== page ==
Introduction: Alaska Bear Troller
Bears are very common here in Alaska. After installing a Ring camera system on my garage I found out how common they are. Among the porcupines and the lynxes whole families of bears troop all over the property at least once a week and daily early in the season. We seem to get along for 30 some years. When going backpacking or berry picking the standard wisdom is to take bear spray and a bear bell. These are talismans that don't have to be blessed by holy-folk that prevent the extremely rare occurrence. My friends wife sprayed herself in the face with bear spray while a black bear was attacking their Lamas on a overnight trip. (All ended well...) Bear Bells downside are notable for being a constant irritant noise on trails that can trigger Misophonia in your walking partners. A professional study of their efficacy done by Tom Smith, a BYU professor, found that when he rang the bells using a off-trail fishing line they showed no response to the din. This was done in the wonderful Katmai National Park here in Alaska where you can watch plenty of bear antics online. https://explore.org/livecams/brown-bears/brooks-f... What they did respond to in his test was twig breaking that instantly got their attention. This seems reasonable as it would be a sound that both predator and prey generally agree is a head turner.
The Alaska Bear Troller is designed to replace the "Dinner Bell" in your armament. Its included sound file of snapping twigs and rechargeable battery with solar recharging for longer trips is much more pleasant as a trail companion. Don't forget your bear spray: https://www.researchgate.net/publication/261982557...Prof Smith found that bear spray seemed more effective than guns or at least the combatants seemed happier with the outcome.
Step 1: Gather Your Materials
There isn't very much inside this thing. I did not use the system inside https://www.instructables.com/id/Toast-Talker/ that would have been slightly smaller because it wasn't loud enough. The DFPlayer is a cool little unit that contains both a SD card slot for recorded MP3 and WAV files, decoder and amp that will run the small speaker with a fair amount of noise. It runs stand alone without a need for a microcontroller. The charging circuit is your commonly available and cheap tp4056 that allows direct charging through its microUSB connector and slow charging with the solar cell.
2 LiPo Battery 600 mah $4
3. Solar Panel 6 v 25 ma on a good day 37 mm x 68 mm $2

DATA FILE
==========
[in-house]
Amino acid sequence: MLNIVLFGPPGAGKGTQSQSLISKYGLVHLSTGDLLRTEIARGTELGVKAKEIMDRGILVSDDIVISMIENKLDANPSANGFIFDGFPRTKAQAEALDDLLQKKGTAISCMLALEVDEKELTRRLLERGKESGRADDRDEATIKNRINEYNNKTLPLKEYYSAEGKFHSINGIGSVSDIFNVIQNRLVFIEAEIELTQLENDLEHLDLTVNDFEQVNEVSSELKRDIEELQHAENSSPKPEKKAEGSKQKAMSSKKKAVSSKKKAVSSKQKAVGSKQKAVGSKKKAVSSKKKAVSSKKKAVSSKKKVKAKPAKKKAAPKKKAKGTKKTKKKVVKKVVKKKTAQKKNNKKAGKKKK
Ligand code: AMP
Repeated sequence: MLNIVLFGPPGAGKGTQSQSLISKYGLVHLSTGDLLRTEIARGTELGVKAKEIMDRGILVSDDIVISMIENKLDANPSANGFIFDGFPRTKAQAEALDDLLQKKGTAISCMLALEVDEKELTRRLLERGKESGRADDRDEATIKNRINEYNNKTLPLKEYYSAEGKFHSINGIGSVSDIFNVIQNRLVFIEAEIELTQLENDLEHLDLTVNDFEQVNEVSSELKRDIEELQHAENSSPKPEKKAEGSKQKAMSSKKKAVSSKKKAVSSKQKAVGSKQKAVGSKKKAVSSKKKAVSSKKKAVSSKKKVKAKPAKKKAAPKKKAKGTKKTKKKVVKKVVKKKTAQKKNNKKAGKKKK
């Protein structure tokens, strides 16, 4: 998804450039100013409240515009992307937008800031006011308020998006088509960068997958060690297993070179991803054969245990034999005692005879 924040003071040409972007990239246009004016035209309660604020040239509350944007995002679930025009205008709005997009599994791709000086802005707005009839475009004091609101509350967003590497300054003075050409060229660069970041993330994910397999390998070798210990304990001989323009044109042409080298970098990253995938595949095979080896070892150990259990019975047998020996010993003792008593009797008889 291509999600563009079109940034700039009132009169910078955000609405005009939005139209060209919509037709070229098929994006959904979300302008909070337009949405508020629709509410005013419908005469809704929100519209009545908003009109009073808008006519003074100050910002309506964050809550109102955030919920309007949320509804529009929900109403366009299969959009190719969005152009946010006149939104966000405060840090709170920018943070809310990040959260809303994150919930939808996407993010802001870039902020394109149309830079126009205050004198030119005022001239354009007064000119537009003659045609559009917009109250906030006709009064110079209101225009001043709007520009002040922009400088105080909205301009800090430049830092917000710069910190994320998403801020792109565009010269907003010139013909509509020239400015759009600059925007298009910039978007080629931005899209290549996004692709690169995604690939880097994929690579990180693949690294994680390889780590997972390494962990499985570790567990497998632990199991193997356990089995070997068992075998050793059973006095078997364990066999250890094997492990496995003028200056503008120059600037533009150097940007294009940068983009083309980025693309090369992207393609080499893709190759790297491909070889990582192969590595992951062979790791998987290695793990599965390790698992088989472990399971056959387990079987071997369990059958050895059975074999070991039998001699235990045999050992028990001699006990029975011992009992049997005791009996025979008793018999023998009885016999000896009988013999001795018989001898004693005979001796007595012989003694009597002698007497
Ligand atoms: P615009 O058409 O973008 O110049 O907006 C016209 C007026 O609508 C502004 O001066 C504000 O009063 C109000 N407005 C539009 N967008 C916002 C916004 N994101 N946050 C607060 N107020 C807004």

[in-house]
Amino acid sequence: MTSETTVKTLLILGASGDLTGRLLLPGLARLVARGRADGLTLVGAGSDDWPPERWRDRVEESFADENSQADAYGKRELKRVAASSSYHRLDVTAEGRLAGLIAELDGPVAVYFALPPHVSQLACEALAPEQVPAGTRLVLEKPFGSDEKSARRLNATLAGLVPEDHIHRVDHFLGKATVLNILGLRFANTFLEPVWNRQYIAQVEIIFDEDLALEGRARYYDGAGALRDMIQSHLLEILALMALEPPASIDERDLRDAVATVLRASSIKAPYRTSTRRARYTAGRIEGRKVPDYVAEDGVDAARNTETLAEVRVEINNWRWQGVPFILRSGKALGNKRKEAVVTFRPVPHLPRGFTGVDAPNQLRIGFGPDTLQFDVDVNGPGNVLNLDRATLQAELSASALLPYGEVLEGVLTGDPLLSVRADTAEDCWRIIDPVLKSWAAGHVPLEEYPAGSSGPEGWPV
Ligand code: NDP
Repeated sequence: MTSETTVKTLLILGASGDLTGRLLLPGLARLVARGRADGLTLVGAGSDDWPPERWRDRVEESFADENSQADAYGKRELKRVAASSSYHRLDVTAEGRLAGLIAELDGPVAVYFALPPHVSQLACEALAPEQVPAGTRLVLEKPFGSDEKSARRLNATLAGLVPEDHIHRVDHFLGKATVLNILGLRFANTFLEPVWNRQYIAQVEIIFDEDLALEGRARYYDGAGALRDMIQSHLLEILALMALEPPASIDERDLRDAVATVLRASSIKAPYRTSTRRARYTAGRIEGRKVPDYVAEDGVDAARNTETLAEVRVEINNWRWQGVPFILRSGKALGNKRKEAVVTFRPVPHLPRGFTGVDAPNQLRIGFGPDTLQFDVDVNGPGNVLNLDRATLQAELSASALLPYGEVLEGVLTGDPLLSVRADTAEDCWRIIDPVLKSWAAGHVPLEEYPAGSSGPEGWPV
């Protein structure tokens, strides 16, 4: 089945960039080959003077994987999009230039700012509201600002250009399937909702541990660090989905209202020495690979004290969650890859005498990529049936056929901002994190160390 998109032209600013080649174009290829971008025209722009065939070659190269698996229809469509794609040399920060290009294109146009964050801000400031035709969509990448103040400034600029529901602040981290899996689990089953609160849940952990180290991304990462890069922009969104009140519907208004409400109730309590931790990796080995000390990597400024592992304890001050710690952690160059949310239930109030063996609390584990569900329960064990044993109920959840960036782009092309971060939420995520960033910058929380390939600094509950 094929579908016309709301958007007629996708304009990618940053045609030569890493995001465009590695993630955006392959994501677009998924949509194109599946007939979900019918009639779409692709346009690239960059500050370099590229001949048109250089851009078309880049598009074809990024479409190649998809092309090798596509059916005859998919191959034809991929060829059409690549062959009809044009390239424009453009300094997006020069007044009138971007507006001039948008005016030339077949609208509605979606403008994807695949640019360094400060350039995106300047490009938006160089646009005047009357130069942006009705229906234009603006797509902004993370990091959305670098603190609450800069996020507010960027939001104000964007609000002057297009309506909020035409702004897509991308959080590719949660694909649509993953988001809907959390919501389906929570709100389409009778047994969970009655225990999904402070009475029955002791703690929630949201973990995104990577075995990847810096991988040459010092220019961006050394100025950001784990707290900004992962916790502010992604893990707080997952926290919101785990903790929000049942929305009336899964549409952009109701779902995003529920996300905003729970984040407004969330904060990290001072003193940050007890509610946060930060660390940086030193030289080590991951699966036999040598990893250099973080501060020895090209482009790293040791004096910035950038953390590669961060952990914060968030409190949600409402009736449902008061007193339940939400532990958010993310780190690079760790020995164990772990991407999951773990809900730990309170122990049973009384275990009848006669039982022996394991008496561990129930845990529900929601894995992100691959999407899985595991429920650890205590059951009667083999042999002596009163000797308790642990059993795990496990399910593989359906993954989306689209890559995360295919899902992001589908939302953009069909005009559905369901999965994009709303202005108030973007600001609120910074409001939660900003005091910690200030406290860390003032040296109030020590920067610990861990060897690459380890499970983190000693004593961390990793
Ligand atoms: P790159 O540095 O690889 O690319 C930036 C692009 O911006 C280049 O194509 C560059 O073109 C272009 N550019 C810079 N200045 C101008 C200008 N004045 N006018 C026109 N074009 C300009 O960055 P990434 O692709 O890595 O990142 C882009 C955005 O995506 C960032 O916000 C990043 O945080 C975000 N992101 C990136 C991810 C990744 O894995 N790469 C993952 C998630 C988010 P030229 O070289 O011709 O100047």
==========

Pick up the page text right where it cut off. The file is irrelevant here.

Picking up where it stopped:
4. TP4056 -- trusty charging PCB $1
5. Switch -- $0
6. CQRobot Speaker 3 Watt 8 Ohm for Arduino $3
Step 2: Print the Housing
The design of the housing is simple to print. It includes the cutouts for the charging port on the TP4056 and the switch hole on the front. It also includes the hanging ring for a lanyard cord. It takes about 2 hours to print and its looks ok in PLA with some high residue paint that covers the lines in 3D printing. The teddy bear I borrowed from suzujoji on Thingiverse. It's a good idea to print it with supports. The design was done on FUSION360 and all the files are included.
Step 3: Wire It
I did not do a Fritzing wiring diagram for this project because it was so simple. The wiring diagram for the dfPlayer is included above. Attach the speaker wires as noted. The pins 12 to 10 are shorted with a jumper to cause it to play whenever it is powered on. Power is supplied to VCC directly from the battery through the main switch. The battery is connected to the TP4056 as well as the solar panel. I usually connect the battery directly to the switch and avoid the power out on the TP4056 this seems to work better.
The mp3 file of all the twig sapping you'll ever want to hear is include on the file marked 0001.mp3. Just put it onto a standard microSD card and plug it in. It has to be called this to make it work. Any MP3 or WAV file should work. Make sure you try out the unit prior to cementing the solar panel on to make sure it works. If you fancy the Meta sound of recorded Bear Bells be my guest -- you know where to find the download.
Step 4: Build It
Remove the supports and lightly sand before painting with the textured paint. Center the speaker enclosure over the output hole and hot glue it into position. Position the switch after wiring through the inside of the enclosure and Super Glue it to the opening. Position the TP4056 into the central opening for the microUSB charger opening and hot glue the PCB base to the speaker enclosure. The battery and dfPlayer are then positioned in the reaming space and the Solar panel is glued to the enclosure with E6000 glue. The tiny Teddy Bear is given a central hole to accommodate the top of the switch and glued into position with superglue.
Step 5: Using It
Use the paracord hole to attach it to your backpack or quick release option and push the little bear and you're off! Fully charged the battery lasts about 5 hours of intermittent pencil snapping but you will probably tire of it long before that. To charge it just plug it into a microUSB cord overnight or let the sun power you up over a couple of hours. When charged to completion the LED turns from RED to BLUE.
Step 6: Giant Pumpkin NOT Giant Bear
So you thought I would include a final scare like a still from the movie The Revenent. Fear is a big promoter and it's used shamelessly in the tourist business up here in Alaska. This is the winner of the giant pumpkin weigh off at the Alaska State Fair--a little over a ton!